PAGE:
Remember how during the campaign, Barack Obama was assailed as a nearly untouchable politician whose lofty rhetoric could lift him away from even the thorniest of political liabilities (read: Rezko, Wright, et. al)? Well, those days are over. Obama warned that sometimes we’d disagree with his decisions, but I don’t think he meant for all of us to disagree with him at once, which is exactly what’s happened as mainstream America learns what gays and lesbians have known for some time: Rev. Rick Warren is a crazy homophobic nutjob.
Christopher Hitchens writes in a piece called “If we must have an officiating priest, surely we can do better than this vulgar huckster” for Slate:
“As Barack Obama is gradually learning, his job is to be the president of all Americans at all times. If he likes, he can oppose the idea of marriage for Americans who are homosexual. That’s a policy question on which people may and will disagree. However, the man he has chosen to deliver his inaugural invocation is a relentless clerical businessman who raises money on the proposition that certain Americans–non-Christians, the wrong kind of Christians, homosexuals, nonbelievers–are of less worth and littler virtue than his own lovely flock of redeemed and salvaged and paid-up donors.
This quite simply cannot stand.”
“But on the signal issues of the religious right he is, as he himself has said, as orthodox as James Dobson.
And as inflammatory. Warren doesn’t just oppose gay marriage, he’s compared it to incest and pedophilia. He doesn’t just want to ban abortion, he’s compared women who terminate pregnancies to Nazis and the pro-choice position to Holocaust denial. (Hmmm … If a fertilized egg is as precious as a born Jewish human being, does that mean a born Jewish human being is only as valuable as a fertilized egg?)
Speaking of Jews, Warren has publicly stated his belief that they will burn in hell, presumably along with everyone else who hasn’t accepted his particular brand of Christianity (i.e., the vast majority of people in the world). And forget about evolution — the existence of homosexuals, he’s argued, disproves Darwin. And while we may not know how old the Earth is, the Saddleback website assures us that dinosaurs and humans coexisted.”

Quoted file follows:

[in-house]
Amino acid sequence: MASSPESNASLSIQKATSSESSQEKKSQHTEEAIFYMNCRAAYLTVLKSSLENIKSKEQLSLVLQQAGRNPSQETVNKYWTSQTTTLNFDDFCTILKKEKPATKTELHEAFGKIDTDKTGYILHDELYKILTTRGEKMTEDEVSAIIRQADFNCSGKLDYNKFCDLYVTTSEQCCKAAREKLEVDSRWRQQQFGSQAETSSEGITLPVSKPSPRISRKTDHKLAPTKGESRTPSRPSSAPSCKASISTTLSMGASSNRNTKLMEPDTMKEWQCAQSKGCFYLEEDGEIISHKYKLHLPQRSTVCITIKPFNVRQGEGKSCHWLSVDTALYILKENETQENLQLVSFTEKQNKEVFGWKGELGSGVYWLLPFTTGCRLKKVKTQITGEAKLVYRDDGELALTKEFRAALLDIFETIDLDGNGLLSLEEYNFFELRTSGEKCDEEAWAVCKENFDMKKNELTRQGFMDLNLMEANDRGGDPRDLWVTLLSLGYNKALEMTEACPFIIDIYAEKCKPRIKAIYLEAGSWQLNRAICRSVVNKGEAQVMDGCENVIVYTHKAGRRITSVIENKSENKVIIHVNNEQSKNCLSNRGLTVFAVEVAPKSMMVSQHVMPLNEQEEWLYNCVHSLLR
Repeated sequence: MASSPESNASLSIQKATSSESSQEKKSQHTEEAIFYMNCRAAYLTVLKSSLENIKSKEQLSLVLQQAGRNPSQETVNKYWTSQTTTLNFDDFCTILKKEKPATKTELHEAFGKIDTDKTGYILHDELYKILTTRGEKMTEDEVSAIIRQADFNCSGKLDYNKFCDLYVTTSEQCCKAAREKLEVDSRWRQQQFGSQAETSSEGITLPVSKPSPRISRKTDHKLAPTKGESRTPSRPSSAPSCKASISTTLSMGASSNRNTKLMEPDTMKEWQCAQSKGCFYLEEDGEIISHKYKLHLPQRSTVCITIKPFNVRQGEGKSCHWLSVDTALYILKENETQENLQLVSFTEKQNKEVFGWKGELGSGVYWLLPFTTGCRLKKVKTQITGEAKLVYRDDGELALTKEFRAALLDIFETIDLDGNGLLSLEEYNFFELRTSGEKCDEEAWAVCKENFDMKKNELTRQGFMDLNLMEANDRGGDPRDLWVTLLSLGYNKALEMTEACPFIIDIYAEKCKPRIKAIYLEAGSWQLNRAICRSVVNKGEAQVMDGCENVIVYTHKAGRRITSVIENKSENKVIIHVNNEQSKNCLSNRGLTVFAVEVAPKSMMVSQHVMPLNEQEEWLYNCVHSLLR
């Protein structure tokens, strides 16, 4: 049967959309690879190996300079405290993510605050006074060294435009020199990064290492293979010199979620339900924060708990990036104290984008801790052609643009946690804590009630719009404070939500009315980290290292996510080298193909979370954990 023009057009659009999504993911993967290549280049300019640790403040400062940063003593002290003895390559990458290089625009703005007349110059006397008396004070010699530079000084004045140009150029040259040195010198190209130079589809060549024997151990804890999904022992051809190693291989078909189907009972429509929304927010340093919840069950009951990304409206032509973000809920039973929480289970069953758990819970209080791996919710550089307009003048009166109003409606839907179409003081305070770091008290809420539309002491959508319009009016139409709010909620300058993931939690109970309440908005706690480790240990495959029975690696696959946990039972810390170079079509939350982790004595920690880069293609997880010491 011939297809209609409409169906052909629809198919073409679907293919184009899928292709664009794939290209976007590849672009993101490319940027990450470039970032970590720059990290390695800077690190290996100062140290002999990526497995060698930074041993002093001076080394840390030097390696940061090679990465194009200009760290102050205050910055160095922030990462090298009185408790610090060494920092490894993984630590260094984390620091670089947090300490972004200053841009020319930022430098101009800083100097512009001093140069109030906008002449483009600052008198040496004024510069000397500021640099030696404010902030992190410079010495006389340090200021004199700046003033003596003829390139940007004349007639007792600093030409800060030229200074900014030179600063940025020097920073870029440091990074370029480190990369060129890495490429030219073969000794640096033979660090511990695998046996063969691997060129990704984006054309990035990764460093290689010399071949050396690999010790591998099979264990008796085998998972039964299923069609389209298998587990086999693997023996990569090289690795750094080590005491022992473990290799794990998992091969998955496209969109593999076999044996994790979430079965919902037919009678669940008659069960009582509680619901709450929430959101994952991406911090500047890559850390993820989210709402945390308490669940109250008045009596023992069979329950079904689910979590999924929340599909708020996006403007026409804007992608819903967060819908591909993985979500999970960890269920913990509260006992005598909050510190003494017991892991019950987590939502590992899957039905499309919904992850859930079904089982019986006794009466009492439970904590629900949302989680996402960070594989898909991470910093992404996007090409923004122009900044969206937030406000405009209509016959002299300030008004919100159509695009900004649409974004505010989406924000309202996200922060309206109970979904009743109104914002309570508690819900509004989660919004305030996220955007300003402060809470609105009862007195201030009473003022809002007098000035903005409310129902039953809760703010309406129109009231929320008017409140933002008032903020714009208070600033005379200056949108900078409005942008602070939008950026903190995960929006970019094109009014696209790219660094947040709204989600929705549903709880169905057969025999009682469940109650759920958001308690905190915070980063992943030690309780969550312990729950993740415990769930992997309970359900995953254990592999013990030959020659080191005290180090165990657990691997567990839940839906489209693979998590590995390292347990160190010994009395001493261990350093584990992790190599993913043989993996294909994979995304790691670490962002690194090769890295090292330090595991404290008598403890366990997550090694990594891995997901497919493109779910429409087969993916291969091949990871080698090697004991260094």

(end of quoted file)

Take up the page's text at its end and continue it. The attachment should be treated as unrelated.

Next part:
“Giving that kind of mark of approval and honor to someone who has frankly spoken in ways I and many others have found personally very offensive, I thought that was a mistake for the president-elect to do”
Even Mary Mitchell, the Chicago Sun Times correspondent who seems to know what Obama’s doing before he does, finds the decision to have Warren officiate “insulting”:
“Let me first say, I read Warren’s A Purpose Driven Life and found it full of wisdom that has helped me to deal with my own personal challenges.
That being said, I, too, am stunned by Obama’s decision.
Frankly, it’s insulting.
How do you put a civil rights icon like the Rev. Joseph Lowery at the tail end of an event that honors the nation’s election of its first African-American president?
The only reason I can think of for Obama to give Warren such an honor is that he is already thinking about re-election.”
And The Atlantic’s Ta-Nehisi Coates, who never liked Obama in the first place, thinks that whether Obama is being hypocritical is beside the point, arguing:
“The diplomatic part is this: Barack is the president of the United States. He has all sorts of people pressuring them. His job is to respond to those pressures in such a way as to not break the consensus he needs to get things done, and to expand the Democratic brand in the American mind. So when people make the pragmatic arguments, it’s not that I think they’re wrong. They are, in fact, totally right.
But Obama’s job, isn’t my job. I just don’t think it’s my role to make him as comfortable as possible. This isn’t about betraying progressives, it isn’t about lefties being “depressed,” it isn’t about a Democratic civil war, and it doesn’t need to be squished into a seven minute segment on Hardball. Let’s be honest here–Barack Obama has, so far, been exactly what we expected. Exactly. Let us acknowledge that. But let’s not use that as an excuse to not our job, which is as I see it, to say, “Mr. President. Now, do more.”